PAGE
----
Does your fussy-eater hit all your buttons at meal time? Help is at hand.

Does your fussy-eater hit all your buttons at meal time? Help is at hand.

Does your fussy-eater hit all your buttons at meal time? Help is at hand.

We've all had those nights where nothing we have served for dinner is deemed "acceptable" to our 18month old. You haven't? That's amazing!! But for those who have or are about to - read on. 

I recently spoke to Krissy from Her Nourished Kids specifically about food refusal and fussy eating.

Krissy is a mum to three, a university qualified nutritionist. Her Nourished Kids combines Krissy's knowledge from her background in psychology, (BScPsycHons), with nutrition to provide evidence-based and realistic tips and recipes for parents.

Ultimately aiming for less stress, less picky eating and more fun at meal times. Krissy is a long-time friend of Wild Indiana and I'm so glad to share her expertise with you! 

What can we do to ensure we create an open environment at meal times to help prevent fussy eating?

First, I think it's helpful for parents to know that we can do all of the things and still have a child who is picky. A picky eater is almost never a parent's fault. 

However if you find yourself experiencing a bout of picky eating here's what I would suggest:

  • Having a reasonably consistent and predictable meal time rhythm, with as little grazing as possible. 
  • Eating together as a family as often as possible, ideally at least 3x per week.
  • Sticking to our roles at meal times. Parents are responsible for what food is served, when it's served. Kids are responsible for how much they choose to eat.

And my all time favourite - consistent exposure. It takes time for children to learn to like the taste of different foods - in fact, roughly 10-20 exposures.

In real time this looks like 2-4 weeks of consistently offering the same food every day - which we also know is not how we eat - so, possibly longer for new food to become accepted.

Unlike adults, our babies are not motivated by health outcomes - rather how a food tastes.

The more consistent we can be with our offerings, the safer a food appears and the more opportunities a child has to learn to like that food over time. 

How do we, Mum and Dad, stay cool at the dinner table, when our delicious dinner has been refused?

This is SO hard and so much of our frustration comes from a place of love and worry.

Unfortunately, those well-meaning, 'just one more bite' comments place pressure on a child and over time, pressure and bribery at meal times backfire. Kids may become MORE challenging to feed and more resistant to the foods we are trying to get them to eat.

A great strategy to help us stick to our meal time roles when we are finding it really hard is to distract our attention from what our child is or isn't eating.

Some of my favourite interactive distractions include knock knock jokes, talking about the favourite parts of our day and learning random interesting facts. 

Do we serve foods that are not an option for this meal if our child refuses to eat anything?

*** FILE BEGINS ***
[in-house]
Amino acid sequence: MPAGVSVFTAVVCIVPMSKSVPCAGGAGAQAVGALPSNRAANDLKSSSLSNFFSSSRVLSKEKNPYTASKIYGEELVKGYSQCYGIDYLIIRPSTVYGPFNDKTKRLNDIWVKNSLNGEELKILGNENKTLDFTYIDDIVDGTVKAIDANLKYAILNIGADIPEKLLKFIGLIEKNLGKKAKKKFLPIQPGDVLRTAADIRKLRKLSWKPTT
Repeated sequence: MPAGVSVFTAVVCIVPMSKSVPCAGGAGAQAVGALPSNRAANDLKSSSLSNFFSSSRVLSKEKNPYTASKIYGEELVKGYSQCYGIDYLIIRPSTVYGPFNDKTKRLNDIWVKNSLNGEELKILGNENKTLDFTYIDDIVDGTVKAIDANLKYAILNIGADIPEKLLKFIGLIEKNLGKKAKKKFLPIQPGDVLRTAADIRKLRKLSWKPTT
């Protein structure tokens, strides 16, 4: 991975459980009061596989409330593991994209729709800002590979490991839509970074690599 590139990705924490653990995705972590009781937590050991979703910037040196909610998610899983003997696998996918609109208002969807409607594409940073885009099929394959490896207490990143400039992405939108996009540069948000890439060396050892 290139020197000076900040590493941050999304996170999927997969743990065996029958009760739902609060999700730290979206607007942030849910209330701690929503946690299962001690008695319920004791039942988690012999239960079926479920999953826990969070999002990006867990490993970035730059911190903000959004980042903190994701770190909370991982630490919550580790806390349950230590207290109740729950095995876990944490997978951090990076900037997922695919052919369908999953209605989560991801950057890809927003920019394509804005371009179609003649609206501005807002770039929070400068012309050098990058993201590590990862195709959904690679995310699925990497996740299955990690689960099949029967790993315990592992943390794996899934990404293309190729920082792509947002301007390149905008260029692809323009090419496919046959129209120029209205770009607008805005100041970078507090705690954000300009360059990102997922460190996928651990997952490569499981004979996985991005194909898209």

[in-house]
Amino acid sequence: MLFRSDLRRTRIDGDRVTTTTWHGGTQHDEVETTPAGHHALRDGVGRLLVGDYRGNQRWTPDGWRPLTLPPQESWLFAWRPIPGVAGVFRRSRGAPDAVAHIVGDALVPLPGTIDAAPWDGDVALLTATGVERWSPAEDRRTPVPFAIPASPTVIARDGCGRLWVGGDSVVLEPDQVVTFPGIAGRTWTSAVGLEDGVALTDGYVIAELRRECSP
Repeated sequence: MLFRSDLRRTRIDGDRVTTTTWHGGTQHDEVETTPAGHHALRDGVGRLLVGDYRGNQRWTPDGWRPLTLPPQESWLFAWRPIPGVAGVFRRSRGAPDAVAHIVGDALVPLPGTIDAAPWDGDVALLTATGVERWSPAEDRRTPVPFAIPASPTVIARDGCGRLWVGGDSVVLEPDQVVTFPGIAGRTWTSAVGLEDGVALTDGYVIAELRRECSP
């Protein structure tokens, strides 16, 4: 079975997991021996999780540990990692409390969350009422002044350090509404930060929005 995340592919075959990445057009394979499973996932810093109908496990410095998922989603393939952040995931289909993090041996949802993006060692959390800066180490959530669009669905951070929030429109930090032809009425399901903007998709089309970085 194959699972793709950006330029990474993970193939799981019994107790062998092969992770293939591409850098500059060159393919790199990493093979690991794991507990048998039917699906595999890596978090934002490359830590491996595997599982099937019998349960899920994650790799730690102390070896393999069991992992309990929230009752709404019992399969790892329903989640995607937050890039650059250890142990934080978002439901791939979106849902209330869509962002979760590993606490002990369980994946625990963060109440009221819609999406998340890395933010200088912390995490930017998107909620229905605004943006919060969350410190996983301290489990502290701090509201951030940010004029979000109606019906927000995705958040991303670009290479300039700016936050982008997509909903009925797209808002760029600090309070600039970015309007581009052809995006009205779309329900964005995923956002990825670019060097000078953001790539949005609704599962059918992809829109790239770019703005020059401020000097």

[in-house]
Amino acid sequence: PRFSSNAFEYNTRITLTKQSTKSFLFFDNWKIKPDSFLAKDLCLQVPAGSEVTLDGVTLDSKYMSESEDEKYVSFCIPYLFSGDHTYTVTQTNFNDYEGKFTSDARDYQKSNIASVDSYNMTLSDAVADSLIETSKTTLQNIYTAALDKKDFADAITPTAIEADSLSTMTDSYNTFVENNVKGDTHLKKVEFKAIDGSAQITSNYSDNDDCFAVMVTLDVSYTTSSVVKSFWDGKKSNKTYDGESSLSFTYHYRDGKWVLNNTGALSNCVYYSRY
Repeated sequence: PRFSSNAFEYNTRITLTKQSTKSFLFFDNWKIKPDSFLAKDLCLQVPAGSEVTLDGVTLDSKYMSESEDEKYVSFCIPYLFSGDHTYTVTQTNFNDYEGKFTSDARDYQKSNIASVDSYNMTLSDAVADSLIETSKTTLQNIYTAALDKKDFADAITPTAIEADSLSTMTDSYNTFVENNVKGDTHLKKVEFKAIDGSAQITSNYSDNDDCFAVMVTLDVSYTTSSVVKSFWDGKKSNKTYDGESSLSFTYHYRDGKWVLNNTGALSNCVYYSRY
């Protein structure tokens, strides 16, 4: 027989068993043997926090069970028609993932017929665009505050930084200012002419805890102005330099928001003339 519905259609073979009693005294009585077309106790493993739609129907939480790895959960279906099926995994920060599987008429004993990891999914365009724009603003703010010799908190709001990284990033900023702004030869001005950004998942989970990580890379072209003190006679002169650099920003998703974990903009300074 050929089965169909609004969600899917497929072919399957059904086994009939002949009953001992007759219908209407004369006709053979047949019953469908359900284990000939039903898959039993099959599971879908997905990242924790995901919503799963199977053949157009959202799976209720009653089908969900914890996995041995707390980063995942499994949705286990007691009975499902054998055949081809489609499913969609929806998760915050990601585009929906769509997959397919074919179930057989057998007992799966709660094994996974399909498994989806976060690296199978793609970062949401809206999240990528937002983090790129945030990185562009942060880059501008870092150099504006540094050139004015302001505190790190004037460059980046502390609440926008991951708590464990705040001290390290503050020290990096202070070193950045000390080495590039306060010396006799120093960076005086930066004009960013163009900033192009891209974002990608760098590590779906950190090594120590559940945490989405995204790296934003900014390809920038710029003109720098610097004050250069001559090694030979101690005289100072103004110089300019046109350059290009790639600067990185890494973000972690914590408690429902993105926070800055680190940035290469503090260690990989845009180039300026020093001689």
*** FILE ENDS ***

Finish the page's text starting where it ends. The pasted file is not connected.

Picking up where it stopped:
Like above, this so often comes from a place of love and worry. There are two things I would recomend: 

  1. Think of the day as a whole. Perhaps they have eaten all that they needed earlier in the day.  Perhaps we are all exhausted and need to take a break from meal time and try again soon.
  2. Think of the meal. Have we served safe and familiar food? Have we served something they've never tried before (and therefore are unlikely to eat because learning to like food takes time)? Are we eating as a family?

If for whatever reason you decide to offer more food, try to create a time-gap of at least 15-30 min between the rejected meal and the new/alternative meal.

Get down from the table and carry on with the routine, treating any additional/new food as a new snack or meal. This helps to minimise children associating food rejection with a reward -like their favourite yogurt. 

How important is it to let a fussy eater try new foods they request? Even if it could be a waste or they won't like it.

If a child is asking to try a new food, take their lead! This is wonderful! Keep the portion size small and our expectations even smaller.

My fussy-eater loves to drink milk, does this matter? 

Milk and dairy free calcium-fortified alternatives like soy are an important source of calcium. After a child's first birthday, drinking too much milk can displace other important nutrients (like iron) served at meals and snacks.

How much milk should my child drink per day and any tips on how to manage milk and solids during a fussy eating season?

The general guideline is too aim for no more than 500ml or 2 serves of cow's milk per day from 12 months of age. You can always discuss this in more detail with your child's GP or paediatrician if you're worried.

Here are the recommended serves per day of milk, yogurt, cheese and/or alternatives:

  • 1-2 years: 1-1.5 serves
  • 2-3 years: 1.5 serves
  • 4-8 years: 1.5 (girls) and 2 (boys) serves

*1 serve of milk is one cup (250ml)

Krissy is a long-time friend of Wild Indiana and I'm so glad to share her expertise with you! Well Mama, I hope our chat has been helpful. Now I'm gonna have to work at distracting myself at the dinner table! 😜  

Disclaimer: Krissy is a qualified family nutritionist. The information provided is for general educational purposes only and is not medical advice. Families should speak to their health care providers for personalised advice before making changes to their child's diet.

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